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Life Health > Long-Term Care Planning

5 Ways to Earn (and Keep) Your Clients' Trust

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Bill Pope takes a long-term approach to planning that addresses not just the needs of his own clients, but also the needs of his clients’ families. It’s a strategy that requires great attention to detail and a solid sense of prioritization. And, with the growing number of baby boomers nearing retirement, his services are in high demand.

 “The baby boomers are really the ‘sandwich generation,’” Bill explains. “Their parents are living longer and usually need help with care or finances. The young adult children are many times needing assistance with tuition, or help in getting launched into their careers as well. I try to assist the boomer with prioritizing the long list of needs — they have to help themselves first, then their parents and finally their offspring.”

Read on for Bill’s five keys to identifying how to best help clients — and why gaining their trust is an important part of the process.

See also: Bill Pope on Selling LTCI

1. Ask the right questions.

You can’t be a good listener without first asking good questions. Pope finds the Q&A process essential to developing the right plan for each client. This time spent getting to know the client also builds a relationship that has deep roots.

“An advisor seeks first to understand the goals of the client,” he says. “I ask a lot of questions upfront and collect the information in order to formulate a plan. Each time a recommendation is made it refers back to the plan and is presented in the context of a helping relationship rather than a transaction.”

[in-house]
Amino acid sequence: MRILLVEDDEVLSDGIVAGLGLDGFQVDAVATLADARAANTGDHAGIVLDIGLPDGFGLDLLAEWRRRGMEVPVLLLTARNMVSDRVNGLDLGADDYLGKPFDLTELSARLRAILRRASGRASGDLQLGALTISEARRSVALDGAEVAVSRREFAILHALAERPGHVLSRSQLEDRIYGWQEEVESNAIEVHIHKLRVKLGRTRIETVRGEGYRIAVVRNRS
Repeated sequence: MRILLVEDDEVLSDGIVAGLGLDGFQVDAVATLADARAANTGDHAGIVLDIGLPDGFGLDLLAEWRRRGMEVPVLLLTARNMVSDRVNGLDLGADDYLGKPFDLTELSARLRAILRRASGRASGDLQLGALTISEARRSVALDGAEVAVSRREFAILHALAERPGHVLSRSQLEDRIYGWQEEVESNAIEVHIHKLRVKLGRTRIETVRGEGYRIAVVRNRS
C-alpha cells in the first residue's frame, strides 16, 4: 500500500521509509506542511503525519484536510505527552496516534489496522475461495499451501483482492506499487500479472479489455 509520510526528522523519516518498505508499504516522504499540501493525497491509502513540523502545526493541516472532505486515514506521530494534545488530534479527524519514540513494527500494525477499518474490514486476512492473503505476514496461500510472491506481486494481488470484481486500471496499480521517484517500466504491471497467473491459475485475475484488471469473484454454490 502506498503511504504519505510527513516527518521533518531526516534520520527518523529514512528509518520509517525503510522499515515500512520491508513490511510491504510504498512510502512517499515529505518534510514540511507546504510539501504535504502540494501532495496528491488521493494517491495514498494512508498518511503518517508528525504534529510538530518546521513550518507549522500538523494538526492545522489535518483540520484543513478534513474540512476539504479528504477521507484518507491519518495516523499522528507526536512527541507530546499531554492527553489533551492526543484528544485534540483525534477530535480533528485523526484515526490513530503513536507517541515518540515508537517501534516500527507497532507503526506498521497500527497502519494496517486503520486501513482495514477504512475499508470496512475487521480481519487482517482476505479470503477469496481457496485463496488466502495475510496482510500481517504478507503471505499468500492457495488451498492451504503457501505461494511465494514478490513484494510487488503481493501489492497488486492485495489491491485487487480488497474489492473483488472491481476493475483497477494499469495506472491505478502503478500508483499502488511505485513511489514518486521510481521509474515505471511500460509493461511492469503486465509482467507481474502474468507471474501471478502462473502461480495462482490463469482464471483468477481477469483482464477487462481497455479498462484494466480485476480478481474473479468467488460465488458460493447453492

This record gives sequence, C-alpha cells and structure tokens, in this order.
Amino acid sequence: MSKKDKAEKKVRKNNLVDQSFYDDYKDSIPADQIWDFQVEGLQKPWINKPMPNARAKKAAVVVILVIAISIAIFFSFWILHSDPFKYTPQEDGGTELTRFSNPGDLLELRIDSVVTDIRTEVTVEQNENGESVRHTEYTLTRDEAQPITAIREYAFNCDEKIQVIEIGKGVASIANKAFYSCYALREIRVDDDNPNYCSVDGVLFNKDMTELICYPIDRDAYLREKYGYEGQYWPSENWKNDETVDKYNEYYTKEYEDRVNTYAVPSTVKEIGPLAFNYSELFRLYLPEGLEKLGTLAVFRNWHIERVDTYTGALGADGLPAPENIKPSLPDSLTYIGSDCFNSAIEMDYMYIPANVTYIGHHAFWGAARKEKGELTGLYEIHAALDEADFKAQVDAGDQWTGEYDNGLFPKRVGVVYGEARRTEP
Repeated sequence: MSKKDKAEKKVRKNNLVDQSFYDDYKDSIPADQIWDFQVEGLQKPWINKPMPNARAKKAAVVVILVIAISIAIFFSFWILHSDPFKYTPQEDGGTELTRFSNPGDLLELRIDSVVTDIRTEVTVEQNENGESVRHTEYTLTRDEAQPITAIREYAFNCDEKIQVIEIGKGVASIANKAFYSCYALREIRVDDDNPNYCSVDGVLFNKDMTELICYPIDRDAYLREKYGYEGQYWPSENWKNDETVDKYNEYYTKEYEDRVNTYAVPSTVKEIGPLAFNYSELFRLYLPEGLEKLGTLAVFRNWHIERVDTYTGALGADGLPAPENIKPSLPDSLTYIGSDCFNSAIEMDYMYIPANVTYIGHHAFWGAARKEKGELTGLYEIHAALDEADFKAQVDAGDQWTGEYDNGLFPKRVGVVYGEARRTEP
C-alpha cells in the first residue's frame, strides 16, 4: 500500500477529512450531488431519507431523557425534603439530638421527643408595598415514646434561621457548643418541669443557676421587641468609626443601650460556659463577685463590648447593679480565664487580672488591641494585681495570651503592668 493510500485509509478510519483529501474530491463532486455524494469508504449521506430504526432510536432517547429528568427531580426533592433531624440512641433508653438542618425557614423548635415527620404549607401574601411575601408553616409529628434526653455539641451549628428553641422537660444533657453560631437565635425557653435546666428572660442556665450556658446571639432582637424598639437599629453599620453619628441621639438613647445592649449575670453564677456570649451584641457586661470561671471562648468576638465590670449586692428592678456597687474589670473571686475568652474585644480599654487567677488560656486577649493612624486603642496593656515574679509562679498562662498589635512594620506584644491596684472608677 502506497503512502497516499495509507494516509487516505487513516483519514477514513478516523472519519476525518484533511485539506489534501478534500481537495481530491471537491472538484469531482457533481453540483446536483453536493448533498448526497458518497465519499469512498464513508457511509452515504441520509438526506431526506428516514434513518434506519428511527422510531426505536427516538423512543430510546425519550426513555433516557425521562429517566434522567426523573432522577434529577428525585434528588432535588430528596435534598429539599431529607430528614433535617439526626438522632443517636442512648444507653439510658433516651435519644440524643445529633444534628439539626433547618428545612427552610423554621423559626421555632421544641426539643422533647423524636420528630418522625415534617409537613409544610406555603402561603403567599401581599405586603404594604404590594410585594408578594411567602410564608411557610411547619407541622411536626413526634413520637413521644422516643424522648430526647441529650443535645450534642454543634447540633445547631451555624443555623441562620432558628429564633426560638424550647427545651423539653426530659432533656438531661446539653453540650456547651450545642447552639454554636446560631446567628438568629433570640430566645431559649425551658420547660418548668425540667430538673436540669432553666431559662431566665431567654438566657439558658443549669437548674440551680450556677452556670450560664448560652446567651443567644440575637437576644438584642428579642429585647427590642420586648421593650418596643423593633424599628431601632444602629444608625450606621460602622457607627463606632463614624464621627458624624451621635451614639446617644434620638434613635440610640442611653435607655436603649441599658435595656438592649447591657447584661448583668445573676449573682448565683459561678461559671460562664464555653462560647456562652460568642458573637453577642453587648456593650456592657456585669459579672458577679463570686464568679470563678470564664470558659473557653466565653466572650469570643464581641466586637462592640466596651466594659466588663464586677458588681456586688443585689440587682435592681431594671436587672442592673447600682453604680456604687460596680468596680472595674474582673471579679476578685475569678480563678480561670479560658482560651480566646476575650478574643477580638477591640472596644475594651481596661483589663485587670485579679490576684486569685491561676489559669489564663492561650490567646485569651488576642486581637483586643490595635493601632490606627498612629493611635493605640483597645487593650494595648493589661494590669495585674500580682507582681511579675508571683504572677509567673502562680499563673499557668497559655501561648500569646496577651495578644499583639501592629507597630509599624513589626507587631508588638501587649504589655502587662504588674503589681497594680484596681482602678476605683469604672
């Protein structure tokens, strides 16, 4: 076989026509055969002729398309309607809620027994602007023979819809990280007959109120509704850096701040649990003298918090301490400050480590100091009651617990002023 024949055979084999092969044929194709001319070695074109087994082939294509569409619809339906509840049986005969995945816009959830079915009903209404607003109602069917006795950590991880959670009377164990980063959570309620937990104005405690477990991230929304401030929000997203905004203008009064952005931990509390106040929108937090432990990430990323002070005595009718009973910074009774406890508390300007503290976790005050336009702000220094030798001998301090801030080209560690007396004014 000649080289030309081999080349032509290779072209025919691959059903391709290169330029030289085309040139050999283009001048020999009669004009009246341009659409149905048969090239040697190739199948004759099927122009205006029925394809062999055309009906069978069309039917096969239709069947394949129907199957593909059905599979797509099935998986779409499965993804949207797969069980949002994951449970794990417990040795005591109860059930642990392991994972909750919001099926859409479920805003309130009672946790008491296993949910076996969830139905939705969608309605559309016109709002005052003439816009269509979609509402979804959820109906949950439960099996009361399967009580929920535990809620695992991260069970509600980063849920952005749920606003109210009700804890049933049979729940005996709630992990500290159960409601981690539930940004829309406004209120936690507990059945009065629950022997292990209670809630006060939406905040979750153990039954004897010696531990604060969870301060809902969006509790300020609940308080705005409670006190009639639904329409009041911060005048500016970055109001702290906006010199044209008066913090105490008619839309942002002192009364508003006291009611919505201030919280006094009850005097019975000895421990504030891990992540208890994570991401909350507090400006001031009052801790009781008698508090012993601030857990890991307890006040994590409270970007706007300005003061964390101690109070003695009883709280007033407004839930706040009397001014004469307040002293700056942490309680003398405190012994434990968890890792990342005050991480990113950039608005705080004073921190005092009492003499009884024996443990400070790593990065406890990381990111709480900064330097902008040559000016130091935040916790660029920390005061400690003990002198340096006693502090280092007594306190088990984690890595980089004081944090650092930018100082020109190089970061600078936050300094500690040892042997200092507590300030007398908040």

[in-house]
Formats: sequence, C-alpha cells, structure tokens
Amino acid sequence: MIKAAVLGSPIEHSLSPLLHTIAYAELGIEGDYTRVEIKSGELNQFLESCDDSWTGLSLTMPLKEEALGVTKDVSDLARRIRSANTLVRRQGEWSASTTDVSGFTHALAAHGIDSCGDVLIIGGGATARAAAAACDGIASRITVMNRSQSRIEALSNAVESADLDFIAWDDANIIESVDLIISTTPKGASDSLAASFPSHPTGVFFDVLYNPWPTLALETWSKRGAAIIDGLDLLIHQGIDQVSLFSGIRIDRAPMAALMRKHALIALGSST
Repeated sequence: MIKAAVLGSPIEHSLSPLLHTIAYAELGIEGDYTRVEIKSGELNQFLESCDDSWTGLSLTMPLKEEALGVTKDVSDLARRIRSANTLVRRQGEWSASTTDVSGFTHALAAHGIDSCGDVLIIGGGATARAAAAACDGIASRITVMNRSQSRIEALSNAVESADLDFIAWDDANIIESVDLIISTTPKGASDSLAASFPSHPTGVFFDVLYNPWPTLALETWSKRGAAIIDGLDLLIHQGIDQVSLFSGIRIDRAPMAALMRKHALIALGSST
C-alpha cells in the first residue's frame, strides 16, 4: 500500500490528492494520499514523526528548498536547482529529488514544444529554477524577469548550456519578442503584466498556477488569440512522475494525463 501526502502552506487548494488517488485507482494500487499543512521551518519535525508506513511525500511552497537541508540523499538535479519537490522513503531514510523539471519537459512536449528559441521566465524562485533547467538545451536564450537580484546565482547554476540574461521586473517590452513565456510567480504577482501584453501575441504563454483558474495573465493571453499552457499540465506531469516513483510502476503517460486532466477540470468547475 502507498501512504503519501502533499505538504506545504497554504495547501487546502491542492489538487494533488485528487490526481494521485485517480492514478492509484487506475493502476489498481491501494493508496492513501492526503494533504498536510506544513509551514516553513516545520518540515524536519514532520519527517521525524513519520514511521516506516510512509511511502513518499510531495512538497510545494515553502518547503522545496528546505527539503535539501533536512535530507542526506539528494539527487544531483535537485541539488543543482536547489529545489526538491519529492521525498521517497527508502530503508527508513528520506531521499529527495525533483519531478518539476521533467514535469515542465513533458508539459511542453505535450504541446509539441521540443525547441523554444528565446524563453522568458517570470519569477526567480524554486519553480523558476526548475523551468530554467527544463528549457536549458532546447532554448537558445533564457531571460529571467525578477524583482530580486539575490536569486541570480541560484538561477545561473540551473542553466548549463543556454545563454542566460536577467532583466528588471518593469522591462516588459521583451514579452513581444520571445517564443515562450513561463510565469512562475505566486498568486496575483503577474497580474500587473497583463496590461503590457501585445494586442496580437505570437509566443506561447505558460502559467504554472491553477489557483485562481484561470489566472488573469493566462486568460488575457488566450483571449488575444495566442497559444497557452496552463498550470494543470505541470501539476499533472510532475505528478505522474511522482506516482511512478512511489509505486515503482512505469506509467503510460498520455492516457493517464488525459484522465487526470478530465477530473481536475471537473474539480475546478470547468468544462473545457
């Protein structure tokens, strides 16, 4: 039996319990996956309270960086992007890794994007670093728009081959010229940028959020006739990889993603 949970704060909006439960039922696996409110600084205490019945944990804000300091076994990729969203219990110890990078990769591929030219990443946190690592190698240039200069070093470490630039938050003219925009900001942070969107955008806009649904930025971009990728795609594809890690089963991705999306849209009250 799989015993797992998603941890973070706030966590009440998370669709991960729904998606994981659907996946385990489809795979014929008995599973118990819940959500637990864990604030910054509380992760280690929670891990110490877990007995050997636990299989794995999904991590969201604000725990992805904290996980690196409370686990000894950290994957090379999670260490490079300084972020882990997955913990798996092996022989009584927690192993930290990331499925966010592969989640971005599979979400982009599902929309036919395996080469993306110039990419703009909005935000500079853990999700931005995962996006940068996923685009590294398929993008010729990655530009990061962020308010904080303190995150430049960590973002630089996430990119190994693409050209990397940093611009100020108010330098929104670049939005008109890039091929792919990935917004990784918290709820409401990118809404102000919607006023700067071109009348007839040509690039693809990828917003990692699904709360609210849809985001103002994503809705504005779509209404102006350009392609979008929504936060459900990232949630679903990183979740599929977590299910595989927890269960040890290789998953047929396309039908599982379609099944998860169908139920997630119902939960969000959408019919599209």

2. Help set sustainable goals.

Identifying achievable goals that can last for the long haul is how an advisor really demonstrates value. When Pope set out to become a planner, his mission was simple: Study each client’s overall financial plan and map that against their retirement goals to find something sustainable. It’s worked for him time and time again. Setting realistic, tailored targets helps clients realize that he is dedicated to helping them achieve their dreams.

3. Speak the client’s language.

Before he was an advisor, Pope was a pastor, and he always recognized in himself an ability to study and present a message in clear language. This skill has proven essential for connecting with clients and making them feel comfortable, particularly when he’s faced with “trying to unravel the complexities of communicating some of the features of life insurance or disability, or long-term care. There are so many moving parts to some of these products that people just get confused.”

From his early days as an advisor, Pope was determined that he would find a clear message for his clients. “I was not going to use financial words or terms that people didn’t know about; I was going to talk in plain English when I was discussing these products with the clients.”

4. Be holistic in your approach.

Pope has always believed the big picture to be important. As a pastor, his parishioners would come in and talk to him about family or marriage, or issues of faith, but eventually they would get around to all facets of their life, including finances. Now, he says, the entry point of the conversation begins with finances, but they end up talking about their faith and family. “It’s just a different starting point but we get to the same place.”

5. Get comfortable with the uncomfortable.

From the start of his financial career, Pope saw a niche that fit his unique skill set, something that would set him apart from other advisors. He saw that many of the advisors he spoke to were not comfortable talking about long-term care. He found that people were a little intimidated or uncomfortable with the topic because eventually the conversation led to nursing homes.

“Because of my experience as a pastor, of being in nursing homes on a regular basis and visiting them, I didn’t have that resistance.” Soon, Pope became the go-to guy when a long-term care case surfaced. Other agents would call him into an existing account and have Pope come in to close the health aspect of the deal and they would split the commissions.

Regarding long-term care planning, Pope says: “I try to guide clients into choices with maximum flexibility. They need to secure the health plans now that have the most advantages. They can always scale down.”

For sales & marketing tips from other top advisors, see SMA’s 2012 Advisor of the Year Finalists.


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